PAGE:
Meanwhile, it was a four-day trading week as the Federal Government of Nigeria declared Wednesday 12th June 2019 as Public Holiday to mark the democracy day celebrations. Investors traded 868.739 million shares worth N15.792 billion in 12,201 deals contrast to a total of 768.983 million shares valued at N12.546 billion that exchanged hands the previous week in 11,291 deals.
The Financial Services Industry led the activity chart with 674.654 million shares valued at N9.295 billion traded in 6,651 deals, thus contributing 77.6 per cent and 58.8 per cent to the total equity turnover volume and value respectively. The ICT Industry followed with 69.205 million shares worth N3.352 billion in 769 deals. The third place was Consumer Goods Industry with a turnover of 51.550 million shares worth N2.342 million in 1,915 deals. Trading in the top three equities namely, Guaranty Trust Bank, Zenith Bank Plc, and Wapic Insurance Plc accounted for 359.451 million shares worth N7.774 billion in 2,252 deals, contributing 41.3 per cent and 49.2 per cent to the total equity turnover volume and value respectively.
Also, total of 2,163 units valued at N354,065.06 were traded last week in six deals, while there was no trade recorded two weeks ago.
A total of 235 units of Federal Government Bonds valued at N229,216.74 were traded last week in 14 deals compared with a total of 23,941units valued at N24,584 million transacted two weeks in 26 deals.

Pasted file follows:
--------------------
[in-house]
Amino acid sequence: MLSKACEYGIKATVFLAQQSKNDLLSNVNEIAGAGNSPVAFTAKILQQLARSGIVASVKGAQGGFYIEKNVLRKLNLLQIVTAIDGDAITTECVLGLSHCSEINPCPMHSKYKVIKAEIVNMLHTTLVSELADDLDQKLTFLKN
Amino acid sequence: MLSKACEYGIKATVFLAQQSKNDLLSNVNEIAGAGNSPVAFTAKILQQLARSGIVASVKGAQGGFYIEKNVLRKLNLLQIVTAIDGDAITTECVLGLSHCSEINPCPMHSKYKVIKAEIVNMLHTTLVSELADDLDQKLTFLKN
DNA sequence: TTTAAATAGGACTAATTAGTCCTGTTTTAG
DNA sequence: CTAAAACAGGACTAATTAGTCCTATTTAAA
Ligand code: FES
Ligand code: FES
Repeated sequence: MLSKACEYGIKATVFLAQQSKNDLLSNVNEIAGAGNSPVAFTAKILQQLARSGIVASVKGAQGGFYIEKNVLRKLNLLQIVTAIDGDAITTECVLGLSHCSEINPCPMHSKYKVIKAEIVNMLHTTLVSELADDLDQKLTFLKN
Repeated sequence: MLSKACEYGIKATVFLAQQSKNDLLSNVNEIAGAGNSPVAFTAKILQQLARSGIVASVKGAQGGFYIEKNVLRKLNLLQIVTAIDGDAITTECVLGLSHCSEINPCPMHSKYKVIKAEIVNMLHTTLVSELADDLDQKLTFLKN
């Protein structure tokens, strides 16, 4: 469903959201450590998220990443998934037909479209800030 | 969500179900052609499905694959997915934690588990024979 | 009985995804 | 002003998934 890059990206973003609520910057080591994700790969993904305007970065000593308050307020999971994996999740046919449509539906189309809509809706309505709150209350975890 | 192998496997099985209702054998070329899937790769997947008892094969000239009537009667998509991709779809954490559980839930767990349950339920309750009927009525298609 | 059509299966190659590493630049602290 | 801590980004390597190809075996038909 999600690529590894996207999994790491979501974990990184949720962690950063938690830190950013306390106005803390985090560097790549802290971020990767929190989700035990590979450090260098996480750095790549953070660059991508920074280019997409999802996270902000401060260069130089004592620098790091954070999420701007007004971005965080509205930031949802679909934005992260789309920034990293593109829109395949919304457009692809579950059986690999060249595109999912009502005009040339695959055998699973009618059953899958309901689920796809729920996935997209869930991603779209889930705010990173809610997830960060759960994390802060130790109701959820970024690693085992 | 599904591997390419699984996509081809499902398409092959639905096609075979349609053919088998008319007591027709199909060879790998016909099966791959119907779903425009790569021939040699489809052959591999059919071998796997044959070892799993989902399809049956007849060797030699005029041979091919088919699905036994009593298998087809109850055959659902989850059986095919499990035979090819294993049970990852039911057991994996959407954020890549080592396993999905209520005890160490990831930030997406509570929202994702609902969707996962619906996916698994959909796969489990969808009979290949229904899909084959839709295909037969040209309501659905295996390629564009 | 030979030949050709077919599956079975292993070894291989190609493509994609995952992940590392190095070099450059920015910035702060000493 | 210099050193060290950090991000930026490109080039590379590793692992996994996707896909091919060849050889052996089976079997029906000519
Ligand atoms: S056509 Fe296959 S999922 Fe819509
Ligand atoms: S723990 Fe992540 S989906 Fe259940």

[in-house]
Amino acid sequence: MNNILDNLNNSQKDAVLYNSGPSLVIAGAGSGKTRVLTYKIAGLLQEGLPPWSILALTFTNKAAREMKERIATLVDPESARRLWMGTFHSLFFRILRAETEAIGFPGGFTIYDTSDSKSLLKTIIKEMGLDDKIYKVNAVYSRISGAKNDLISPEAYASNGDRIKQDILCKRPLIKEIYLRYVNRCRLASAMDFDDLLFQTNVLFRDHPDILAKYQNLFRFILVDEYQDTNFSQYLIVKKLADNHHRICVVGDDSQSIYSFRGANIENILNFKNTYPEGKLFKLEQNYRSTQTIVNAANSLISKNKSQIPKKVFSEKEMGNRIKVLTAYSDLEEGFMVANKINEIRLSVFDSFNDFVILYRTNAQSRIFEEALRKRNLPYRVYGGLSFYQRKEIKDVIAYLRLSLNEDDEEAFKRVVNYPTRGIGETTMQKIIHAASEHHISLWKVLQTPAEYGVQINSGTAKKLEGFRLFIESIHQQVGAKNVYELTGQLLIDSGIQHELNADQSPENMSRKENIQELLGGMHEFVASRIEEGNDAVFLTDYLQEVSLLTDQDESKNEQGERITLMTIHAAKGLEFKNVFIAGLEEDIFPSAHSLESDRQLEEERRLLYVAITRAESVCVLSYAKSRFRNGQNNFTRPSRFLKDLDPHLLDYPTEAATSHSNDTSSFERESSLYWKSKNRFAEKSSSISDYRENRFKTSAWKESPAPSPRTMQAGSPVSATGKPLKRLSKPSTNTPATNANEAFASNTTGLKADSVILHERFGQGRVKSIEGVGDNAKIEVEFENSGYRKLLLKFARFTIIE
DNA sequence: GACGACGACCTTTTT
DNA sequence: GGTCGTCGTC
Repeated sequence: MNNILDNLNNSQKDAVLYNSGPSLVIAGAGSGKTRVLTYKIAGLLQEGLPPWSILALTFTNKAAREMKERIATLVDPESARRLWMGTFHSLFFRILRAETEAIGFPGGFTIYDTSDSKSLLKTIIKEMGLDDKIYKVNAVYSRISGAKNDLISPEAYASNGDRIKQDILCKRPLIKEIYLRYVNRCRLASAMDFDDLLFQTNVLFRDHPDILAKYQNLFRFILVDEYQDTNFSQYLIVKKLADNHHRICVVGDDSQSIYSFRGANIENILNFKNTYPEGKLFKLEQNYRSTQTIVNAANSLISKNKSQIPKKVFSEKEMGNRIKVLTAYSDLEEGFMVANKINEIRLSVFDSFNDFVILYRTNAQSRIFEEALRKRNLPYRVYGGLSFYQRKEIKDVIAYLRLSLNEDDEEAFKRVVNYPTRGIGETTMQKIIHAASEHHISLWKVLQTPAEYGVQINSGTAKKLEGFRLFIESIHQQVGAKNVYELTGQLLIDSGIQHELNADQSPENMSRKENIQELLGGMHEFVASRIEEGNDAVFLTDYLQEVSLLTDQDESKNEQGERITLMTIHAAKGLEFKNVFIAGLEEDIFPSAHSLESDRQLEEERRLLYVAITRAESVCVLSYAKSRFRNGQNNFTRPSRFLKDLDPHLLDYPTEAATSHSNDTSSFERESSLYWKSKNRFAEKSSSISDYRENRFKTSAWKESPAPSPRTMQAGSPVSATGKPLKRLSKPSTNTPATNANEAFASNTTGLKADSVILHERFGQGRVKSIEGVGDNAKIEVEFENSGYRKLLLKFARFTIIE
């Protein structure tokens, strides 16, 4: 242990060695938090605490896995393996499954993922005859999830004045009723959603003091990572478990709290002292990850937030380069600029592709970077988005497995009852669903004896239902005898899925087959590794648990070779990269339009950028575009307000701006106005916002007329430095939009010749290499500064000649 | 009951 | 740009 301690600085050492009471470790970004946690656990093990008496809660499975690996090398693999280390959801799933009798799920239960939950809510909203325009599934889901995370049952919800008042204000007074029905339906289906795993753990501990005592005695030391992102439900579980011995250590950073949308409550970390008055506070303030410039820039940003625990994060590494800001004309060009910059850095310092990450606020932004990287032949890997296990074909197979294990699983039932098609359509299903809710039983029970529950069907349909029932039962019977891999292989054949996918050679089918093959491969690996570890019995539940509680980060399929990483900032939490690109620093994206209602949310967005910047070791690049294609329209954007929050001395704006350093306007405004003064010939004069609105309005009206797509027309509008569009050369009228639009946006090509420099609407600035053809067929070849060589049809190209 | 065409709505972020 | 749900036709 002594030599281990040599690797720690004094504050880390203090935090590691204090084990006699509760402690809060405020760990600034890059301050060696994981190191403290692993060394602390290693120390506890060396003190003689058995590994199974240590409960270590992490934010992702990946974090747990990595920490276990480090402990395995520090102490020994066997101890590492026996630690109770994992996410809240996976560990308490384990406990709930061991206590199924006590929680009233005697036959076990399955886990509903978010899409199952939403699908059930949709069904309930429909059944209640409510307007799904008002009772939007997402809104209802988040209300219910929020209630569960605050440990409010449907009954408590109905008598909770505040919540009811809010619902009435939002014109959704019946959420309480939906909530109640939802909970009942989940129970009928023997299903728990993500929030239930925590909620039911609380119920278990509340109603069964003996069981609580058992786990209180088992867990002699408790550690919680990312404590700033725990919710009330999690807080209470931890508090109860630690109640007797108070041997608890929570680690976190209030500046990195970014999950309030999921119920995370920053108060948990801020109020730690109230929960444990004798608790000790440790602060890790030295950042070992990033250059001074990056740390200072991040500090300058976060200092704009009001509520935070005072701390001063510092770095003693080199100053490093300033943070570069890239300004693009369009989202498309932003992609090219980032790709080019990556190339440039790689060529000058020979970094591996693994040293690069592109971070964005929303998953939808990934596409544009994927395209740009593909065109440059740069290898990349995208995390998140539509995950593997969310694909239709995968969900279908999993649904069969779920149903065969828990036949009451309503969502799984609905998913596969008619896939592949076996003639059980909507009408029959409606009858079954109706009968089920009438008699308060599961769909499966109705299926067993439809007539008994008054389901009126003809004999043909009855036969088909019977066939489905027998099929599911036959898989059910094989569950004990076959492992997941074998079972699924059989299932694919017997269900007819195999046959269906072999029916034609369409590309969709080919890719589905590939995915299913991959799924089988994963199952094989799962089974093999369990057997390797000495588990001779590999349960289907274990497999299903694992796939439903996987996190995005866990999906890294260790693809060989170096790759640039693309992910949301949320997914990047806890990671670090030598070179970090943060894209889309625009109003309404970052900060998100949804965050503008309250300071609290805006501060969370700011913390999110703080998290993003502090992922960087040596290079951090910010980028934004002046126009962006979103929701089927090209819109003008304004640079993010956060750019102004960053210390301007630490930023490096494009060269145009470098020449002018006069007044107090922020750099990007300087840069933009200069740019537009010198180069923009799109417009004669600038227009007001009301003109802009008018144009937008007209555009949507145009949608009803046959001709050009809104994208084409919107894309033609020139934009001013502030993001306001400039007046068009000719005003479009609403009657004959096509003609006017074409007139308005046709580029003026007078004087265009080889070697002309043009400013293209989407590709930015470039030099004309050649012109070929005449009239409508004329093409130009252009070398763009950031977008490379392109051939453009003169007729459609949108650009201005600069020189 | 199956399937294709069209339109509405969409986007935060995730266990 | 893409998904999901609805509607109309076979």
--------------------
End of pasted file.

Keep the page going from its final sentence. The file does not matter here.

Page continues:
Price gainers and losers
An analysis of the price movement chart showed that 19 equities appreciated in price higher than 15 in the previous week, while 31 equities depreciated lower than 44 equities of the previous week.
Forte Oil Plc led the price gainers with 14.1 per cent, trailed by Glaxosmithkline Consumer Nigeria Plc with 11.1 per cent. Consolidated Hallmark Insurance Plc chalked up 10 per cent. The insurance company, which recently paid a dividend of N162.6 million assured shareholders that it would maintain policy of regular dividend payment.
“We shall remain committed to our promise of regular dividend payment, God willing, having paid dividends seven financial years out of 11 of our operations in the past. This year, we are proposing a total dividend payment of two kobo per share subject to your approval at this meeting. This will translate to a total dividend pay-out of N162.6 million from our 2018 operations,” the Chairman of CHI Plc, Mr. Obinna Okezie told the shareholders.
Royal Exchange Plc garnered 9.1 per cent, while United Capital Plc appreciated by 5.9 per cent. May & Baker Nigeria Plc and WAPIC Insurance Plc rose 5.3 per cent and 5.1 per cent respectively.
Mutual Benefits Assurance Plc and NEM Insurance Plc gained 5.0 per cent and 2.4 per cent in that order.
Conversely, Nigerian Aviation Handling Company Plc led the price losers with 11.8 per cent, Cement Company of Northern Nigeria Plc shed 10 per cent.
C & I Leasing Plc went down by 9.8 per cent, while NPF Microfinance Plc and Thomas Wyatt Plc lost 9.7 per cent and 8.3 per cent respectively. Dangote Sugar Refinery Plc and International Breweries Plc depreciated by 7.8 per cent and 7.2 per cent in that order.
LASACO Assurance Plc went down by 6.2 per cent and Presco Plc shed 5.1 per cent.